Frankly, I don't think it is any one of those, specifically. I believe successful leadership is highly influenced by context and environment. A leadership style that works in one environment may fail in another.
However, I also believe there is at least one habit that can kill any hope you have of being seen as a leader, and that is a tendency to talk exclusively about yourself: your challenges, your thoughts, your hopes, your perspectives.
In short, all things you.
Unfortunately, a lot of the leaders I've been exposed to fall into this category. Is that because they were horrible, totally self-consumed people?
No, not really. I've worked for very few genuinely "horrible" leaders.
But I have been exposed to a lot of self-consumed leaders.
Why do so many people in leadership positions seem self-consumed? One reason is that being self-consumed is often unintentionally rewarded. The importance of being able to sell yourself can't be understated.
However, it can be taken too far - particularly when combined with our tendency to also reward people who are able to have an extreme ability to focus on and achieve a goal.
For the past year I've spent a lot of time in the startup community, where the traits of self-consumption and extreme focus are particularly prevalent. To some extent, that's just life in a startup. Most people who run a startup understand the need to talk about your idea with as many people as possible.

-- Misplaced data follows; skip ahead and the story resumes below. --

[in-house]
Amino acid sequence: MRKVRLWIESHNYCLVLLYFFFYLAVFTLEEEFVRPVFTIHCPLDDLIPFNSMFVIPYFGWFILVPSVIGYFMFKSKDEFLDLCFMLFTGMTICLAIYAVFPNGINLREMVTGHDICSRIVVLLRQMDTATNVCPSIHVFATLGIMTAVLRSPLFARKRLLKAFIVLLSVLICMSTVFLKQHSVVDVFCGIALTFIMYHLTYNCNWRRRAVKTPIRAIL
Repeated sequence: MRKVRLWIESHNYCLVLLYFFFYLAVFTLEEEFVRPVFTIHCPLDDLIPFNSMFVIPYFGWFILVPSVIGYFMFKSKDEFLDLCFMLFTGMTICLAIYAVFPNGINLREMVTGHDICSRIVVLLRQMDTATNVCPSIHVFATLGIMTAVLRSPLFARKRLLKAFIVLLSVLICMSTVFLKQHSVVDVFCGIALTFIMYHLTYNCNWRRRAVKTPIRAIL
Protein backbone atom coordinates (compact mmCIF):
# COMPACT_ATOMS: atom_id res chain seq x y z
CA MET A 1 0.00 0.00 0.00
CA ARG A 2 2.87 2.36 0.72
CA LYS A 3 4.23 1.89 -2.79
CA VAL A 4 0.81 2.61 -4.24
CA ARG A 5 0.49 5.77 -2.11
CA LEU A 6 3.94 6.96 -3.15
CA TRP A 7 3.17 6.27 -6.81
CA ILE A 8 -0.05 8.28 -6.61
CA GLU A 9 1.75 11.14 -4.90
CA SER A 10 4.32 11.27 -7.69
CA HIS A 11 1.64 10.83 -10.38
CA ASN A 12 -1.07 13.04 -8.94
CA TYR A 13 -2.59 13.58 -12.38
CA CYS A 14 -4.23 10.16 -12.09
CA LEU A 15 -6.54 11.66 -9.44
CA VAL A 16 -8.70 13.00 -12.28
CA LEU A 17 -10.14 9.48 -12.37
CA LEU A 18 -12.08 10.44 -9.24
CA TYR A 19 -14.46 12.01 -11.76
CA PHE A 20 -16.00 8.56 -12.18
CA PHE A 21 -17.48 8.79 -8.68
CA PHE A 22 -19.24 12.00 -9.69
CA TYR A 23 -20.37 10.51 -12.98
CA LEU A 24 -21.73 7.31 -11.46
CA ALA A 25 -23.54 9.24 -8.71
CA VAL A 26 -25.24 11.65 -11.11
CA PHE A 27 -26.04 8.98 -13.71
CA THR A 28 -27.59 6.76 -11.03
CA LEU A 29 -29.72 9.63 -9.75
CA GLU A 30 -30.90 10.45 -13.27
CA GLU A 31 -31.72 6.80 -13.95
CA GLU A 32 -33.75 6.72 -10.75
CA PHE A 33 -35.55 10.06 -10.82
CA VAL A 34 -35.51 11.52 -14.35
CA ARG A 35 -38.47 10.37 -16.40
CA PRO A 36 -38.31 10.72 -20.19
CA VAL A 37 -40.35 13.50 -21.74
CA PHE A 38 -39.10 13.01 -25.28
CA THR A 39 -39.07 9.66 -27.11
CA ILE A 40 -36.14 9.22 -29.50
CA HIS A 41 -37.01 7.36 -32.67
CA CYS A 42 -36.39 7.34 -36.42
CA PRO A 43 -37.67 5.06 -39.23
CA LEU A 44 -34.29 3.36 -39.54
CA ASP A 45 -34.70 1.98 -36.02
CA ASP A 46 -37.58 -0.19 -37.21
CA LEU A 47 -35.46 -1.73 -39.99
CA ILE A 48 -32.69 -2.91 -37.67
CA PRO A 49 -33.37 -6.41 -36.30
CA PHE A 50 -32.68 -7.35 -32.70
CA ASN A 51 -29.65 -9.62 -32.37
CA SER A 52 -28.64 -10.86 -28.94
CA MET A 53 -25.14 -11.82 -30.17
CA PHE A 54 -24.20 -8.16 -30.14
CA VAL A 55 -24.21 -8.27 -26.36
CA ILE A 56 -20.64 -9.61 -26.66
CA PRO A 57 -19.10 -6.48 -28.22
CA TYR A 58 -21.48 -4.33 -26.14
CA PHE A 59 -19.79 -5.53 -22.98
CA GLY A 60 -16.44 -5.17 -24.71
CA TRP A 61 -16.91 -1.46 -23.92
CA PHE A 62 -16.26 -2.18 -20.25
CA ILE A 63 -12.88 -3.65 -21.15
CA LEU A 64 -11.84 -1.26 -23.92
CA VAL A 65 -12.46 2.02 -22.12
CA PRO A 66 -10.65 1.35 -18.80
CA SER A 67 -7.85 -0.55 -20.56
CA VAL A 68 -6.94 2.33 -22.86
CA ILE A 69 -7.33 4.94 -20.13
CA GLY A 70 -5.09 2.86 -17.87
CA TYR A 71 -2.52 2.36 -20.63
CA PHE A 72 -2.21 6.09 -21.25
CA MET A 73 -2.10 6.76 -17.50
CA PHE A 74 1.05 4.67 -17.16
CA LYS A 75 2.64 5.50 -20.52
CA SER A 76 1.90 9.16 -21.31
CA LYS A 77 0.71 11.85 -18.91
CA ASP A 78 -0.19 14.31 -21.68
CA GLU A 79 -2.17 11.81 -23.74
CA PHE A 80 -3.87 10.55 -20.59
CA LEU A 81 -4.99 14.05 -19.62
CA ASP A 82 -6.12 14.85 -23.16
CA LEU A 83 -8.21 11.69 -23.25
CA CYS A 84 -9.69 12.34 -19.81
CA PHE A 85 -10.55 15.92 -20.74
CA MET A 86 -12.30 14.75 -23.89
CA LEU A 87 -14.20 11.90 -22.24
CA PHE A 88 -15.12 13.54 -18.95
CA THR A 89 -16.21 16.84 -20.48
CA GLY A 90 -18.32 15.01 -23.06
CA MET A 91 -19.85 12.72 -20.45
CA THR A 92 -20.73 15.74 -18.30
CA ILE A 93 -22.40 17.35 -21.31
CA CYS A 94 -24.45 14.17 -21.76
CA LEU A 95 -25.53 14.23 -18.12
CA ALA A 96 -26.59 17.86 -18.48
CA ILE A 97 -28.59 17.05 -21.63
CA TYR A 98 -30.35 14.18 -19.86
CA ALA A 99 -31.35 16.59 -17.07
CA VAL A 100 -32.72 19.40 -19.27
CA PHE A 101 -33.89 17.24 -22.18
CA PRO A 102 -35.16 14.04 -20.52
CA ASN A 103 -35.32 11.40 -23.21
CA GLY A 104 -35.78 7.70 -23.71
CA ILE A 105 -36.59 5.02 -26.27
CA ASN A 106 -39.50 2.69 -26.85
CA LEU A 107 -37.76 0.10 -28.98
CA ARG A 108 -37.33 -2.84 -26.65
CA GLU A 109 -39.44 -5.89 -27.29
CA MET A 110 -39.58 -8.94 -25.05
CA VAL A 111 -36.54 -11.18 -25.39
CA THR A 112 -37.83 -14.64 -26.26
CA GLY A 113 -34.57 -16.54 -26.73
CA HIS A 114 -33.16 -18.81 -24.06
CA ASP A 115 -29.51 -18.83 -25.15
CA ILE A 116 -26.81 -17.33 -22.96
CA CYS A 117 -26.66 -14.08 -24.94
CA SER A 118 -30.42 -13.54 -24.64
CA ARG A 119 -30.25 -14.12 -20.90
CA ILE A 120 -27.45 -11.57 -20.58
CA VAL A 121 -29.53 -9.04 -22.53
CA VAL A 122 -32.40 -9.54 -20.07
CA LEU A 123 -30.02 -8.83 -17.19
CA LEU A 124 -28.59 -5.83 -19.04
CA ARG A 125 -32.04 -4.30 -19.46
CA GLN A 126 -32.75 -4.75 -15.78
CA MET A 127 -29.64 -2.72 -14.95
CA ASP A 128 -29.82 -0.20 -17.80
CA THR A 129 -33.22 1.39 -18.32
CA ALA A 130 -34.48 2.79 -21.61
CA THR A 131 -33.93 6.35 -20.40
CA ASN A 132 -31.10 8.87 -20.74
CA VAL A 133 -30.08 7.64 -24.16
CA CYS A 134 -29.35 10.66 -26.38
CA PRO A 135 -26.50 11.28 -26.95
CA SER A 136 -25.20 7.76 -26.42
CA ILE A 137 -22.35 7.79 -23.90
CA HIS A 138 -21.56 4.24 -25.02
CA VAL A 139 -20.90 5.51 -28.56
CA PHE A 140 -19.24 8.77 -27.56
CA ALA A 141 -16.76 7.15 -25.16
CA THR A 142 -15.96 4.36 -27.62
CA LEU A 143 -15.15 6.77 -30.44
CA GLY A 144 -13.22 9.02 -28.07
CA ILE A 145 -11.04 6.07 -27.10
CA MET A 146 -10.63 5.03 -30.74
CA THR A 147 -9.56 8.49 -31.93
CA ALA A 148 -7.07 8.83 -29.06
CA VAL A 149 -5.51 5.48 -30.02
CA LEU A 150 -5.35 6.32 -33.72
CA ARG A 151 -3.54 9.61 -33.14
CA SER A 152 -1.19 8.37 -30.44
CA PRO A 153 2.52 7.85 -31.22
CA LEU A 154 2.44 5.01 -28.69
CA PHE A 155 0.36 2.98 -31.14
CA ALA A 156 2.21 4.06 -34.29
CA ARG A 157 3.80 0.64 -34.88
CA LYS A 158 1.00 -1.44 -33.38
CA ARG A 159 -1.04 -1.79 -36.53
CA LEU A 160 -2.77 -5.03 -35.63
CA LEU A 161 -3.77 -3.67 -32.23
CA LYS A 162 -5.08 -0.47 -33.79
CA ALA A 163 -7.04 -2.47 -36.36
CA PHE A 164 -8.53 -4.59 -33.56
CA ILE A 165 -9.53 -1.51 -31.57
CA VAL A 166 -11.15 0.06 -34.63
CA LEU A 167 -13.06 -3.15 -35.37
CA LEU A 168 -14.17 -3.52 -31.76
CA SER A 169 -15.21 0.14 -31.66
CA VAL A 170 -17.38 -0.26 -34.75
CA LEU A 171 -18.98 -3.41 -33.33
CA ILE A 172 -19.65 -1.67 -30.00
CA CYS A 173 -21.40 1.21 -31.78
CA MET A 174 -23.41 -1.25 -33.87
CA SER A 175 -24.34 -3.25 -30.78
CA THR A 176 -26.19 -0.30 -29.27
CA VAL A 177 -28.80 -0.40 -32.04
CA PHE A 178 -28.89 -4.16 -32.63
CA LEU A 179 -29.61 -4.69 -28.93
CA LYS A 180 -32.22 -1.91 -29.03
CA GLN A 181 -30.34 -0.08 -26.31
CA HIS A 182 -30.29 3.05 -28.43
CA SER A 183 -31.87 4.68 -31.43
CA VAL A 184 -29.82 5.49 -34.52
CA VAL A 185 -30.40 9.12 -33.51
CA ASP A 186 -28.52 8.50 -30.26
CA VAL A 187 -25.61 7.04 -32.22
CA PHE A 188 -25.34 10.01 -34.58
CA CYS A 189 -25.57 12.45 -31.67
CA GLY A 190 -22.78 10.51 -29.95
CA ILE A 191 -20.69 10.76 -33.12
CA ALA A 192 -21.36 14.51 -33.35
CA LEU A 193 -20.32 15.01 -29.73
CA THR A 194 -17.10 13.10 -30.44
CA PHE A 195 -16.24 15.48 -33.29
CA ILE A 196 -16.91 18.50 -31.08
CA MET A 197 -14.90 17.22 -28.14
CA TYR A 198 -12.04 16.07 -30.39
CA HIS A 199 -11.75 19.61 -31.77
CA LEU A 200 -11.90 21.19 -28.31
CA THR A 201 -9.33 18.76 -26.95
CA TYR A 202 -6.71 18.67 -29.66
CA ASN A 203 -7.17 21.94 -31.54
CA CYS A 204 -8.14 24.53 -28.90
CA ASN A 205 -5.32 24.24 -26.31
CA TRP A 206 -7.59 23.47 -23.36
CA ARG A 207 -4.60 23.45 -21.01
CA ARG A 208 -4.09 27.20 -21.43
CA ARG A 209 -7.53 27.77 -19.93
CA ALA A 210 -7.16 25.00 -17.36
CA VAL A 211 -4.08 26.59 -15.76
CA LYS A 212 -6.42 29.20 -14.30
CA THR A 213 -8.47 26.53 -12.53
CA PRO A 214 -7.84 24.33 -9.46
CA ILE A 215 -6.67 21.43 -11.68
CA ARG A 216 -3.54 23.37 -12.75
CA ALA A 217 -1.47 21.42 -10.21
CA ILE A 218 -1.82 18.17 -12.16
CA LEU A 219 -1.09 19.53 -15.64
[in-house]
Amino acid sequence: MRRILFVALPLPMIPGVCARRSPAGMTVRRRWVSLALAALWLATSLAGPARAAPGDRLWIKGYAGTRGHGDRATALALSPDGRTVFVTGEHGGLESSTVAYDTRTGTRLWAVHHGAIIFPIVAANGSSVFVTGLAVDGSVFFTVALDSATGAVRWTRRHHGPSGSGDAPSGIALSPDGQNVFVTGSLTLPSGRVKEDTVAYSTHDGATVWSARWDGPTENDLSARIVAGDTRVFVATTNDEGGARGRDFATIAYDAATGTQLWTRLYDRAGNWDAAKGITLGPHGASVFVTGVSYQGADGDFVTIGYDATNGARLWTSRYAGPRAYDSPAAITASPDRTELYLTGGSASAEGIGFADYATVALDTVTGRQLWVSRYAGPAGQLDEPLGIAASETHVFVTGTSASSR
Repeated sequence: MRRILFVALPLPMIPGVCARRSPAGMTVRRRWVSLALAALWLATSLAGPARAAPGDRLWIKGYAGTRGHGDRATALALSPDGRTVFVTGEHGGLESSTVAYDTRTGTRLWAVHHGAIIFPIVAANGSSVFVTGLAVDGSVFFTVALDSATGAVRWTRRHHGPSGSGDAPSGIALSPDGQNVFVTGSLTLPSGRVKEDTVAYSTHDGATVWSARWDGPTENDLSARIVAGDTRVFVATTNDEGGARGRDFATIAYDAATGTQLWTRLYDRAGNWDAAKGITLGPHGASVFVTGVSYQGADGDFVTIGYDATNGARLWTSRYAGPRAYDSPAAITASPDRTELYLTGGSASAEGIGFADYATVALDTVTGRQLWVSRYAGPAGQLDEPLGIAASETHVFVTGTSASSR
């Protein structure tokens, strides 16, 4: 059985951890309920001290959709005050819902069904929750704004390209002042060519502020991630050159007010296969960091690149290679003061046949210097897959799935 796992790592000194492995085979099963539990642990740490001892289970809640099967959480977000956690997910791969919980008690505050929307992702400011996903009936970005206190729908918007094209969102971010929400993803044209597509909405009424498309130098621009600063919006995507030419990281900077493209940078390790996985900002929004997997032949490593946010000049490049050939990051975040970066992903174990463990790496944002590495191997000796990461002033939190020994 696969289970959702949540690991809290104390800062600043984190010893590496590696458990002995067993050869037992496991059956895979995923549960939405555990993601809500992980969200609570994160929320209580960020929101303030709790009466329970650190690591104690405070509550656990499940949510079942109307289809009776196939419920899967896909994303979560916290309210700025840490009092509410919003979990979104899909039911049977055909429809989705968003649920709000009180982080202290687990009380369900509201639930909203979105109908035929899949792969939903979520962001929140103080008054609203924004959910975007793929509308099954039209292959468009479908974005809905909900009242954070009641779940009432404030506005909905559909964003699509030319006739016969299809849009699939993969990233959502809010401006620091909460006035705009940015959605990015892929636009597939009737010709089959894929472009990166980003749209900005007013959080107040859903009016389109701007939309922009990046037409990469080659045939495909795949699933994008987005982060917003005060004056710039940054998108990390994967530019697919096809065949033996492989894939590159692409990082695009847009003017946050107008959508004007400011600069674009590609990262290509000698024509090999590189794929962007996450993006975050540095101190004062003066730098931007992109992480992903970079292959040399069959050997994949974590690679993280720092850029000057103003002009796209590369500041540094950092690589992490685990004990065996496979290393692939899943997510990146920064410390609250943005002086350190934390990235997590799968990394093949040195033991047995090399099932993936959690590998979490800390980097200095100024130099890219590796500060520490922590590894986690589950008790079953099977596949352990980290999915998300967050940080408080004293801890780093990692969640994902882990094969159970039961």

However, very few founders apparently understand there is a limit to how effective that tactic is.
In the limited sample size I've been exposed to, the startup founders who exclusively talk about themselves and their idea almost never succeed. And, while there are a lot of reasons why startups fail, one of the facts of startup life is that you need people rooting for you. You need people who are willing to take a risk on you.
You need people who want to see you win.
It's hard for others to root for you when the only topic of conversation is you. Relationships can't be built on one-way conversations, and relationships are what you need to succeed.
It's not just startup founders, whose myopic self-consumption can (somewhat) be excused. Unfortunately, too often people who are in leadership positions at established organizations come off just as self-consumed as any startup founder.
And that's the difference between being a leader, and merely being in a leadership position.
True leaders listen. Sure, they talk about themselves, but he or she is also willing to pause a moment and hear others out. They know how the people they lead contribute to the mission, and they know why those contributions are important.
Leaders know that listening to others is not just important - it is the definition of leadership.
On the other hand, people who are merely (and often temporarily) in leadership positions talk. In fact, they talk all the time. Even if they were theoretically interested in getting to know others, they couldn't possibly do so, because it is physiologically impossible to talk and listen at the same time.
We are all trying to be heard. We all want someone to listen.
But success doesn't come from verbally elbowing your way to the front of the pack.